To help her fourth-graders visualize cellular structure, for example, Edgar bought jello molds and had the youngsters build their own cells using jello, green M&M’s, raisins and Whoppers. She also used her own resources to purchase batteries, wire and light bulbs so her students could build simple electronic circuits in order to understand how they work.

“Being able to see the lights work, to physically see that, was so critical,” Edgar said. “I just gave them the materials and let them experiment. I kept asking, ‘What’s happening here?’ It took their unit vocabulary words off the page and connected them to something they did.”

After graduation, Edgar has committed to becoming a Teach For America corps member for at least two years, assigned to Dallas, Texas. According to the TFA website, 90 percent of the student population in the Dallas Independent School District receives free or reduced lunch, and only 14 percent are prepared for college. According to Edgar, it’s a perfect fit.

“For me, I have grown passionate about working in Title I schools, surrounded by communities with strong cultures,” Edgar said. “I share the same core values as Teach For America, both in what I want to achieve and what I want to provide for my students.

“I want to see what I can learn from the students, parents and community that will help me develop as a teacher. I don’t feel I’m done learning.”

See the full list of ASU graduates who are becoming Teach for America corp members.

FitPHX Energy Zones provide free activity, nutrition education to Phoenix youth


May 5, 2014

Phoenix Mayor Greg Stanton, Councilman Daniel Valenzuela and the city's FitPHX program have partnered with Obesity Solutions, a joint Mayo Clinic and Arizona State University initiative, and Maricopa County Department of Public Health to create active Energy Zones that offer nutrition and fitness education to middle school-aged students.

The pilot for the Energy Zones began in March of this year at three separate locations: Burton Barr Central Library, Harmon Library/Harmon Recreation Center and Palo Verde Library/Maryvale Community Center. The pilot program will conclude on May 13, with plans to offer a new, expanded cycle in the fall. Students doing yoga Download Full Image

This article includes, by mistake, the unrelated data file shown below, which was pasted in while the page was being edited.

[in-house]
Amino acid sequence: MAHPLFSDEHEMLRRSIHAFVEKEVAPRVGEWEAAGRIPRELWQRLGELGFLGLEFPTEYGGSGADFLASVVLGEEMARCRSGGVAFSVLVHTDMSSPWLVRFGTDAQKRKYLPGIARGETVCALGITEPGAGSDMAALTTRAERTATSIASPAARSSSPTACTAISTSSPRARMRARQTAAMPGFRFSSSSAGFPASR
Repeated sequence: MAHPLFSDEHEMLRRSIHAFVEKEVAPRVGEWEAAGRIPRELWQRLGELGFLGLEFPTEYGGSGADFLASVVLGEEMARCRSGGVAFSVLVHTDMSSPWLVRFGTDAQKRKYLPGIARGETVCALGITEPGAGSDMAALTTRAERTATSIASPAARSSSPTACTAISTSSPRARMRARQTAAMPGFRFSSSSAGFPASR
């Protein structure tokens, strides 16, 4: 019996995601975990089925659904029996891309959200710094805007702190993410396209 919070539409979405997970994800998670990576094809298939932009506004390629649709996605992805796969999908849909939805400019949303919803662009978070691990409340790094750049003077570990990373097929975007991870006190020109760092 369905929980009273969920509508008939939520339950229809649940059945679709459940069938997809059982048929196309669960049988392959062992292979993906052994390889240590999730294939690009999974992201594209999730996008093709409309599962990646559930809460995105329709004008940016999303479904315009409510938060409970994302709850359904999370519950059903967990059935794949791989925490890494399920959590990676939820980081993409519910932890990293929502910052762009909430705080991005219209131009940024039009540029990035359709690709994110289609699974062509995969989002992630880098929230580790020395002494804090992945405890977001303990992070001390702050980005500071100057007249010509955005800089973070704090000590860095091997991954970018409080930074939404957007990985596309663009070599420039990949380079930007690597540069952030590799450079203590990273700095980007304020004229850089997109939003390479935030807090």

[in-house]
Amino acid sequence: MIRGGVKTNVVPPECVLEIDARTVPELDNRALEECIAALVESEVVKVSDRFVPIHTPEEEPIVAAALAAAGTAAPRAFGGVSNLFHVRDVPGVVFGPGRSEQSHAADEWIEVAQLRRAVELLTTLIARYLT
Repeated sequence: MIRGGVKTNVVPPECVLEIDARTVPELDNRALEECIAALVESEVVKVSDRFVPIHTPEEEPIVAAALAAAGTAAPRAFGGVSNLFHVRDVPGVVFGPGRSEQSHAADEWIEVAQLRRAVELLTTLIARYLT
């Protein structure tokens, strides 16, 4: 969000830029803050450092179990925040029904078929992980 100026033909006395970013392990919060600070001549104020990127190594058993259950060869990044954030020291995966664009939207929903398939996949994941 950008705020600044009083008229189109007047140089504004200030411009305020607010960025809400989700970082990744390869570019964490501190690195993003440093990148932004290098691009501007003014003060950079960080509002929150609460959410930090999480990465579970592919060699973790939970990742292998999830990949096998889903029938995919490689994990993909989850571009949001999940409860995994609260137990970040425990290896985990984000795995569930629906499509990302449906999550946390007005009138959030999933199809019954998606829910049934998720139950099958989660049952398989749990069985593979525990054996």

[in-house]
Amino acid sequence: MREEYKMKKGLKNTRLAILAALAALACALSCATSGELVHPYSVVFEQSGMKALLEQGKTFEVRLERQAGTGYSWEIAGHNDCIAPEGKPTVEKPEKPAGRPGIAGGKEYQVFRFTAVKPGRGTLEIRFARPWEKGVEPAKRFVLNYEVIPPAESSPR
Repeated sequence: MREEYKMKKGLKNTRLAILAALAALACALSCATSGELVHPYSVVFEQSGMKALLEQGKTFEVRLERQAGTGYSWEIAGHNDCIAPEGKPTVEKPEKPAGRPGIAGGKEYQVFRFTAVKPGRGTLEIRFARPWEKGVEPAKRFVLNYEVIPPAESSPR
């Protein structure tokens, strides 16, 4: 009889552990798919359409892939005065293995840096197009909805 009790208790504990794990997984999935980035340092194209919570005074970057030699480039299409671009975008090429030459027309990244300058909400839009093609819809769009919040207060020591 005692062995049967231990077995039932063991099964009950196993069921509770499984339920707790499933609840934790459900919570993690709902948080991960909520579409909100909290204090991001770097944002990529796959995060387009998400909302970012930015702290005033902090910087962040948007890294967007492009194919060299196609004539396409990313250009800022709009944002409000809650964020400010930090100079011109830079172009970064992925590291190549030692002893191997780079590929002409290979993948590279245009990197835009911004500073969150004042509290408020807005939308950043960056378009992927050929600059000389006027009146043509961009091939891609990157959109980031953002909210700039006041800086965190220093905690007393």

“Fighting for our kids’ health is one of the most important things we can do,” said Mayor Greg Stanton. “FitPHX Energy Zones is innovative, engaging, exciting and effective.”

“The goal of FitPHX is to boost health and wellness in the Phoenix area,” said Councilman Daniel T. Valenzuela, District 5. “Giving middle school students the tools for a healthy life will pay dividends for all of us for decades to come.”

Energy Zones offers two free weekly sessions for middle school students that cover a wide range of topics, including fitness, nutrition, portion size, body image and stigma. The participants gather to get active, make friends and form healthy habits.

“We are reaching out to middle schools in these wonderful communities,” said Nicole Haas, Obesity Solutions senior coordinator for the FitPHX Energy Zones. “The program provides education on healthy, active lifestyles in a fun, energetic format that the students get to choose and shape.”

The Energy Zones are facilitated by ASU interns who are typically majoring in global health, nutrition or other related fields. There are three interns per site who help plan icebreakers, discussion topics, activities, a snack and a “challenge” for the coming week.

ASU intern Ashley Dunbar described her role in the program as a teacher and mentor for the students. “We provide a safe, caring and learning environment where the students can socialize and grow with peers instead of going home after school where they might otherwise watch television or play video games.”